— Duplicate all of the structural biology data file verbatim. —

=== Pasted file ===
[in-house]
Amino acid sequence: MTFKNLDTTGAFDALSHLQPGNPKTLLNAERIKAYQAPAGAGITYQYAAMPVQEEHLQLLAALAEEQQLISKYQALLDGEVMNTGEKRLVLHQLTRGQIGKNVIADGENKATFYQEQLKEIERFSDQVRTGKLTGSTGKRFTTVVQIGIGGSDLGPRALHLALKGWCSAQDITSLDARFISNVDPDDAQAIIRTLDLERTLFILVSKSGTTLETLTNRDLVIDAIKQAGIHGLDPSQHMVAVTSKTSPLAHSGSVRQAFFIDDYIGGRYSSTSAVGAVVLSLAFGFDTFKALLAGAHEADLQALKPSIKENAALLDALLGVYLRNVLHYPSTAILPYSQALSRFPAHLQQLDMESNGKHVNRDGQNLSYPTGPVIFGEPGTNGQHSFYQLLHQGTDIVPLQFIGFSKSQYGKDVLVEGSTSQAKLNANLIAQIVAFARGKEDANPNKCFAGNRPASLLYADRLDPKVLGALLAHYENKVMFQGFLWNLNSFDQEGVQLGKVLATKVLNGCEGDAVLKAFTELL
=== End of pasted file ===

[in-house]
Amino acid sequence: MTFKNLDTTGAFDALSHLQPGNPKTLLNAERIKAYQAPAGAGITYQYAAMPVQEEHLQLLAALAEEQQLISKYQALLDGEVMNTGEKRLVLHQLTRGQIGKNVIADGENKATFYQEQLKEIERFSDQVRTGKLTGSTGKRFTTVVQIGIGGSDLGPRALHLALKGWCSAQDITSLDARFISNVDPDDAQAIIRTLDLERTLFILVSKSGTTLETLTNRDLVIDAIKQAGIHGLDPSQHMVAVTSKTSPLAHSGSVRQAFFIDDYIGGRYSSTSAVGAVVLSLAFGFDTFKALLAGAHEADLQALKPSIKENAALLDALLGVYLRNVLHYPSTAILPYSQALSRFPAHLQQLDMESNGKHVNRDGQNLSYPTGPVIFGEPGTNGQHSFYQLLHQGTDIVPLQFIGFSKSQYGKDVLVEGSTSQAKLNANLIAQIVAFARGKEDANPNKCFAGNRPASLLYADRLDPKVLGALLAHYENKVMFQGFLWNLNSFDQEGVQLGKVLATKVLNGCEGDAVLKAFTELL